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London’s Financial Vacancies Jumped 67%, Survey Shows

A pedestrian passes bank headquarters and commercial real estate offices in the Canary Wharf business and financial district in London. Photographer: Chris Ratcliffe/Bloomberg
A pedestrian passes bank headquarters and commercial real estate offices in the Canary Wharf business and financial district in London. Photographer: Chris Ratcliffe/Bloomberg

May 12 (Bloomberg) -- Job vacancies at London’s financial-services companies climbed 67 percent last month as firms sought employees to manage increasing compliance demands from regulators, a recruitment survey showed.

Staff vacancies in London’s main financial district, known as the City, and elsewhere in the British capital increased to 8,955 last month from 5,355 in April 2013, recruitment firm Morgan McKinley said in a statement today. Average salaries for new hires rose 21 percent in April from 20 percent a month ago.

“Organizations are seeking risk and compliance specialists, with an increase in funds compliance advisory roles and distribution-compliance roles within the last month,” Hakan Enver, operations director at Morgan McKinley Financial Services, said in the statement.

Securities firms in the City have been expanding their compliance departments following probes by U.K. and other global regulators into the manipulation of benchmark interest rates, the alleged rigging in currency markets and money laundering. Enver said hiring “has been at the senior end of the spectrum due to increased regulation being implemented by the Financial Conduct Authority.”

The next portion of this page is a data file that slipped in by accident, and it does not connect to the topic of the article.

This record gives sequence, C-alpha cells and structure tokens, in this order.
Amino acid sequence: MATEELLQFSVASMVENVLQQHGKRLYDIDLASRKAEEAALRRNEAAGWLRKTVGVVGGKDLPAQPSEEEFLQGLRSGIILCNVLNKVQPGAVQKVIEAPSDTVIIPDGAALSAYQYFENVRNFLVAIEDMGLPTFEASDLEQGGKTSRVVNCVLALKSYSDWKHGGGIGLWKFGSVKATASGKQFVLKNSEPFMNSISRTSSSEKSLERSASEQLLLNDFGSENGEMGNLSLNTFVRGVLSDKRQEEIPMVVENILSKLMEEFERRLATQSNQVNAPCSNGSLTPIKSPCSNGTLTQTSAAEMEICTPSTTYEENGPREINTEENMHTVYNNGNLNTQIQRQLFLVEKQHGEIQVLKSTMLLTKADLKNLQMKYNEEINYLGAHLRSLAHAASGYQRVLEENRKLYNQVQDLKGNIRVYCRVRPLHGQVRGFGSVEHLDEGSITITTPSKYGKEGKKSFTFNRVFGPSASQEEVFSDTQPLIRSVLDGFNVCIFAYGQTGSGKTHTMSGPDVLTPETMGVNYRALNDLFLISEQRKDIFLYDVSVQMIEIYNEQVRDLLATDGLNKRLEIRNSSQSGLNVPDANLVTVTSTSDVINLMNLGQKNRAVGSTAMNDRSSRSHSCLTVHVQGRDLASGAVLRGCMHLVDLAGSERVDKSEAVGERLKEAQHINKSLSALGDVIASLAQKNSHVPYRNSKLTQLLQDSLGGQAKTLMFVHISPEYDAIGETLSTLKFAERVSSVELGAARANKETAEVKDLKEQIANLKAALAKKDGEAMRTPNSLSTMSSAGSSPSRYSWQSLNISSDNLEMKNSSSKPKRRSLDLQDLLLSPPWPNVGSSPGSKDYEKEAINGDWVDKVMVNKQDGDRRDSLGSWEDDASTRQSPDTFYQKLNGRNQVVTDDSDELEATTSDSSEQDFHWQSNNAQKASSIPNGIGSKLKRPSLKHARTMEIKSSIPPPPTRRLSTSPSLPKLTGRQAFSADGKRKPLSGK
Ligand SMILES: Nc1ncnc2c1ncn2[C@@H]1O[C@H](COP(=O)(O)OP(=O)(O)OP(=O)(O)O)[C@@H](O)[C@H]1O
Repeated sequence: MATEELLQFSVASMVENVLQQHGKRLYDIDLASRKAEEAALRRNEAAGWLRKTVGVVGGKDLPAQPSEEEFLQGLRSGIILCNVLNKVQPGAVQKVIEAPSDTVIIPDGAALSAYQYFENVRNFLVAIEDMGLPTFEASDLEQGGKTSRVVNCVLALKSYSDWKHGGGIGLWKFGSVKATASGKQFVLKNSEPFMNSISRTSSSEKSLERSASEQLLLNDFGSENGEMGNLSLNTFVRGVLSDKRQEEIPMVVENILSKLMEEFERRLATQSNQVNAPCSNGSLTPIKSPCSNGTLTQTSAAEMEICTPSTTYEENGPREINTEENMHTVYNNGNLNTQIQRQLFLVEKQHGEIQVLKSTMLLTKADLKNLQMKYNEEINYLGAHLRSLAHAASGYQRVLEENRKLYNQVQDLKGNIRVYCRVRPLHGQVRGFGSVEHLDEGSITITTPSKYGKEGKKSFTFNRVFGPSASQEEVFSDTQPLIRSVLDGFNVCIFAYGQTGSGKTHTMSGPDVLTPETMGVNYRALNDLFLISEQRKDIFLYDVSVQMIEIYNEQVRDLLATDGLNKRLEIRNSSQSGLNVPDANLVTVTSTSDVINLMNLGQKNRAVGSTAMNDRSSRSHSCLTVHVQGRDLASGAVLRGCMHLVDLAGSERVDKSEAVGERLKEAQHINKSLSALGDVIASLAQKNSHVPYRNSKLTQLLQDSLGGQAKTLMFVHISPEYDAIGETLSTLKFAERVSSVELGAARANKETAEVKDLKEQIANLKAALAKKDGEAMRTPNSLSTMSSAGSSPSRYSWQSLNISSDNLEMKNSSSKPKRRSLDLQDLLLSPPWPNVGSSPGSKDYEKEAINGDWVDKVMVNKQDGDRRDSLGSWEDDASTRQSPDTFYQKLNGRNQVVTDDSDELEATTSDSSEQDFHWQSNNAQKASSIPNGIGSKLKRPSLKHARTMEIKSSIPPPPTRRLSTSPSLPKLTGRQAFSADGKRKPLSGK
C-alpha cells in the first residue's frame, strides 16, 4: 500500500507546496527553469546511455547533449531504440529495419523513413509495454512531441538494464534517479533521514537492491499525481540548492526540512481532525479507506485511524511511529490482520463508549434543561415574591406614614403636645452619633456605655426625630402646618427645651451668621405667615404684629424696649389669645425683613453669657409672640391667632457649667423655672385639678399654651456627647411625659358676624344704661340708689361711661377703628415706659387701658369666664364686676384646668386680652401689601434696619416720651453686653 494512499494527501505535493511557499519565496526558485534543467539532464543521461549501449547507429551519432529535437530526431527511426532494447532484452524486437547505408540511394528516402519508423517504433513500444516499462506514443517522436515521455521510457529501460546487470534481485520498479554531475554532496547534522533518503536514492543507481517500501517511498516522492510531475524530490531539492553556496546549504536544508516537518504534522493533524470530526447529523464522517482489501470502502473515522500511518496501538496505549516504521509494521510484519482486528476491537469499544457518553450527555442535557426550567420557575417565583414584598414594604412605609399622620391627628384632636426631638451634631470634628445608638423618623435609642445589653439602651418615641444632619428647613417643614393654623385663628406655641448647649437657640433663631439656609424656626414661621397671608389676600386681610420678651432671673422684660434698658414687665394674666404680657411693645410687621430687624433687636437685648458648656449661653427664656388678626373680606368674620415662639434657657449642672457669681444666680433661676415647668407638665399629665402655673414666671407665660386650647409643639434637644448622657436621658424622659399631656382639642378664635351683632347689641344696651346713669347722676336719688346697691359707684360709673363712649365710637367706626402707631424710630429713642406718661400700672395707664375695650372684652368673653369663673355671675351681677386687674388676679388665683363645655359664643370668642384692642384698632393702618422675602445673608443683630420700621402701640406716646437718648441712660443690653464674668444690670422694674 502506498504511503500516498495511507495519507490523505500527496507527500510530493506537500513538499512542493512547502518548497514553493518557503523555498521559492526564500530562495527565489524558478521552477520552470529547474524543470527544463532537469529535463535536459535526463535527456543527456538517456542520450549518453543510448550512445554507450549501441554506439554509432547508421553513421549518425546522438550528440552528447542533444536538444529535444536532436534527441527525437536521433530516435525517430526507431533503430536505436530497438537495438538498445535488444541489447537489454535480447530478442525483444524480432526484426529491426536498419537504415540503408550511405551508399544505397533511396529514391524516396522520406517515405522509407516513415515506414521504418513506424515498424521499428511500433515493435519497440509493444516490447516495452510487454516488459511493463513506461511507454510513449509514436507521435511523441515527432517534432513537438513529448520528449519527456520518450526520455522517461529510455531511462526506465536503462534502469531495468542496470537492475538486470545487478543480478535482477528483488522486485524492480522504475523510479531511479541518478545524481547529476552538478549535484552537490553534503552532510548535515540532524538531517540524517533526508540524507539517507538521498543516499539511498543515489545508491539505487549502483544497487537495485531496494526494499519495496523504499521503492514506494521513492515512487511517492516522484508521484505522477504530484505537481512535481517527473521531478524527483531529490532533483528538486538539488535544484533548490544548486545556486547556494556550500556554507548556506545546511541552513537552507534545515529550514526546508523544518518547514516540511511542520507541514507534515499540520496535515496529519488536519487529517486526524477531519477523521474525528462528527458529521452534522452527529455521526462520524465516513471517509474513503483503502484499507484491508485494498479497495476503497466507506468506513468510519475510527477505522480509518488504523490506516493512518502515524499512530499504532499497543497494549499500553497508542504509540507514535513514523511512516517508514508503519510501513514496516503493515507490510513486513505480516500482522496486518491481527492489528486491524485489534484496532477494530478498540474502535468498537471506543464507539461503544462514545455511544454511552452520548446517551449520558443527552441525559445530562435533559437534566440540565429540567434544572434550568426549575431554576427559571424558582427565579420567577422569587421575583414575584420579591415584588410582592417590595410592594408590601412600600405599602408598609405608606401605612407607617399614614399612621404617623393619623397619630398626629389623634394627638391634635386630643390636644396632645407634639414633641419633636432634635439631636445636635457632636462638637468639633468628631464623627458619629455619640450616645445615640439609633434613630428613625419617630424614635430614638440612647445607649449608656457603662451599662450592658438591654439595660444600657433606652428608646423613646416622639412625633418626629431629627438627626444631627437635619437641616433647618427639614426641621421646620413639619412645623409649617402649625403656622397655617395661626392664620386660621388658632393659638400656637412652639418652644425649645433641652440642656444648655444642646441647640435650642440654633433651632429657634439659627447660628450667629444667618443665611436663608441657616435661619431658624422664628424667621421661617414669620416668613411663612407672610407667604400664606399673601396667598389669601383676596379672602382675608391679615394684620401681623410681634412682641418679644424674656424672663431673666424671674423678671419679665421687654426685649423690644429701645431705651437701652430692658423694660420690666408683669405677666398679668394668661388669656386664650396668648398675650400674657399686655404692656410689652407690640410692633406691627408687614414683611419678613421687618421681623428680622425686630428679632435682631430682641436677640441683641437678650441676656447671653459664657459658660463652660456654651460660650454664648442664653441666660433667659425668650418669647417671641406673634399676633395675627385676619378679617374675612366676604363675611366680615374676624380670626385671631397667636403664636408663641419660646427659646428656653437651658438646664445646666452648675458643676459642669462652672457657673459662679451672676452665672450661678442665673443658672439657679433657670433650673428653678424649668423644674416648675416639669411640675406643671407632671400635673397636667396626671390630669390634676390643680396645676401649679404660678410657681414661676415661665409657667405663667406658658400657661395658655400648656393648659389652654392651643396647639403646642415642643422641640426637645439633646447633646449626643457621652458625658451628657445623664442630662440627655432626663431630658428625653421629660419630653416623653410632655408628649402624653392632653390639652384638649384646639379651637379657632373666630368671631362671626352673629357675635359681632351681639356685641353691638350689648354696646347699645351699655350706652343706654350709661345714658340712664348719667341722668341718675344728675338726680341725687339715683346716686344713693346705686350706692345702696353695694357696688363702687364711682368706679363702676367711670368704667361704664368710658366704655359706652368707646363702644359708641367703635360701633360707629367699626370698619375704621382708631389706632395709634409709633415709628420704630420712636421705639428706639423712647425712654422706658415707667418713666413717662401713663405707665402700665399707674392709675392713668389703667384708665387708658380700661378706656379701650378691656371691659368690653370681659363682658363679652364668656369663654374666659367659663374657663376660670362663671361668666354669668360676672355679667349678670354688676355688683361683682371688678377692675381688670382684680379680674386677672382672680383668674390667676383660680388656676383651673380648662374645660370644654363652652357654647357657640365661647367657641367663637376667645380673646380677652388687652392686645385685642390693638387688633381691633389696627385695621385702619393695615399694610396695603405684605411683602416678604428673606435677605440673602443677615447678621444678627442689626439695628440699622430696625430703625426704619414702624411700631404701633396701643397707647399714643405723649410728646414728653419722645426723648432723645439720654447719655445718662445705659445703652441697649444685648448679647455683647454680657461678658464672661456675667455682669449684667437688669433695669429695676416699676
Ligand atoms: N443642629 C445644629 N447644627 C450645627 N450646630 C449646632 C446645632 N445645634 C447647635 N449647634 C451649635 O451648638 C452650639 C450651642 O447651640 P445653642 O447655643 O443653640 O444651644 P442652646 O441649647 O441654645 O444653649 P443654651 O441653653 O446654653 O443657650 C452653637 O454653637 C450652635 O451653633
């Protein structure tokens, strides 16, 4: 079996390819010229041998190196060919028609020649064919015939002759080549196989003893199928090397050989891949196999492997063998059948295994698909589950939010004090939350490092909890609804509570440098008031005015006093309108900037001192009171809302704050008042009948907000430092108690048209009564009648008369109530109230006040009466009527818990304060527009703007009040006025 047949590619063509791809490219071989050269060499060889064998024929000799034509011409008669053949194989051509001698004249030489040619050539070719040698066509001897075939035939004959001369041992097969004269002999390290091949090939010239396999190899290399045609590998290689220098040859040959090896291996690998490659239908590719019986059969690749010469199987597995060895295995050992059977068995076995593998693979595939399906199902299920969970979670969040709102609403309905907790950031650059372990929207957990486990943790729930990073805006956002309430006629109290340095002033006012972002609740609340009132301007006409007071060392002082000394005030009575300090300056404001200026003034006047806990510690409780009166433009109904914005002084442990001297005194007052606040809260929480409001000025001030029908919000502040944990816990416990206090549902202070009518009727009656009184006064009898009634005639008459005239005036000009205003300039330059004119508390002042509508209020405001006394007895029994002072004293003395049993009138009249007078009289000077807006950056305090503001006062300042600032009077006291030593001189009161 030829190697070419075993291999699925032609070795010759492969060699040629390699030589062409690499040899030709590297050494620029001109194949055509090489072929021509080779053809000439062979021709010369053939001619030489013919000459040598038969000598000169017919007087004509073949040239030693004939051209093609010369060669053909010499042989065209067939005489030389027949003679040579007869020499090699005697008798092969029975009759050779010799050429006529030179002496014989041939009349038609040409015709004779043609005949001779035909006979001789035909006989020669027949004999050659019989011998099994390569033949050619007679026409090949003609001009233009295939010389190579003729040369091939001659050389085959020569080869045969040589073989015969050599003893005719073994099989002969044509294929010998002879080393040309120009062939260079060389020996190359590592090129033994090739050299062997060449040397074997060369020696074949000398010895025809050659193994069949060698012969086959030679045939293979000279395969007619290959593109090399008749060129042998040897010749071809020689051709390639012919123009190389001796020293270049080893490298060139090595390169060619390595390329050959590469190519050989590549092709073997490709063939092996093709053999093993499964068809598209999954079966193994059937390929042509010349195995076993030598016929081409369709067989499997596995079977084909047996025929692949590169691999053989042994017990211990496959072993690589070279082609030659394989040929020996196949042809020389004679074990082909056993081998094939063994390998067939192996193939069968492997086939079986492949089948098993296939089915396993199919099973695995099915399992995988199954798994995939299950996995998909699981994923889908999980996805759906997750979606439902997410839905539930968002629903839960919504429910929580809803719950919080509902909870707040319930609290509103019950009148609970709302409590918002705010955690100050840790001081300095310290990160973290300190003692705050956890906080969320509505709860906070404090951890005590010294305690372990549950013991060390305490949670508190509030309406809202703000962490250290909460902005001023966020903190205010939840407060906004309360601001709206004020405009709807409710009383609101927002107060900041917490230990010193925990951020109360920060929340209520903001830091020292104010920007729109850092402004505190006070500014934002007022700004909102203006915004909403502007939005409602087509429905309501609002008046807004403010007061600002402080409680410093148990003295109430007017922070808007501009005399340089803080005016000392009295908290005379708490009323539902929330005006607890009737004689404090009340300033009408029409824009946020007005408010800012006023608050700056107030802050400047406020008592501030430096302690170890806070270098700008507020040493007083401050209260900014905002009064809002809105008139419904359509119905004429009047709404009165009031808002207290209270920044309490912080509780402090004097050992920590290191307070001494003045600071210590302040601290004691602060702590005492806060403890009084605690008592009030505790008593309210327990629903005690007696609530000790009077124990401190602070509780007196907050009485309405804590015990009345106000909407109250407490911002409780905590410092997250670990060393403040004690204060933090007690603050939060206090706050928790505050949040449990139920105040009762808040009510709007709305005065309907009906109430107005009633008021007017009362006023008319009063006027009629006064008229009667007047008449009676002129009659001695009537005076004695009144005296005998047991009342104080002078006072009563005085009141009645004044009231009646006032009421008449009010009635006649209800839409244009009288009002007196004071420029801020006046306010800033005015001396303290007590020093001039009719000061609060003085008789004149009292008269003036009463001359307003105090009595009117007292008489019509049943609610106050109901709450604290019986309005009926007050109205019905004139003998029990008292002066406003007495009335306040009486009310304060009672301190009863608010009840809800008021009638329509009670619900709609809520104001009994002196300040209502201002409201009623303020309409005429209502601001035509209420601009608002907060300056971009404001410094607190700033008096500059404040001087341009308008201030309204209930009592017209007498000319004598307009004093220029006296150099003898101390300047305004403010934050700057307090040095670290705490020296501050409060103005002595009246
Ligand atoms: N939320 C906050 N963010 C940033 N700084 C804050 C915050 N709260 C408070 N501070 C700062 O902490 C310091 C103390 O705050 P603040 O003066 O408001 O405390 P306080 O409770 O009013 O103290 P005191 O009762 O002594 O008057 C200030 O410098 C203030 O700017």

The survey comes after Barclays Plc, U.K.’s second-largest lender, last week increased planned job losses this year to 14,000 from 12,000 as it overhauls its investment bank.

Job vacancies fell 3 percent in April from the month earlier and the number of candidates seeking positions also declined because of the Easter holidays, Morgan McKinley said.

“One possible dark cloud on the horizon could be the introduction of the financial transaction tax proposed by the European Union,” Enver said. “Its adoption by other EU member states from the beginning of 2016 could damage the green shoots of recovery and have a negative effect on City jobs.”   

To contact the reporter on this story: Ambereen Choudhury in London at achoudhury@bloomberg.net

To contact the editors responsible for this story: Edward Evans at eevans3@bloomberg.net Jon Menon, Steve Bailey

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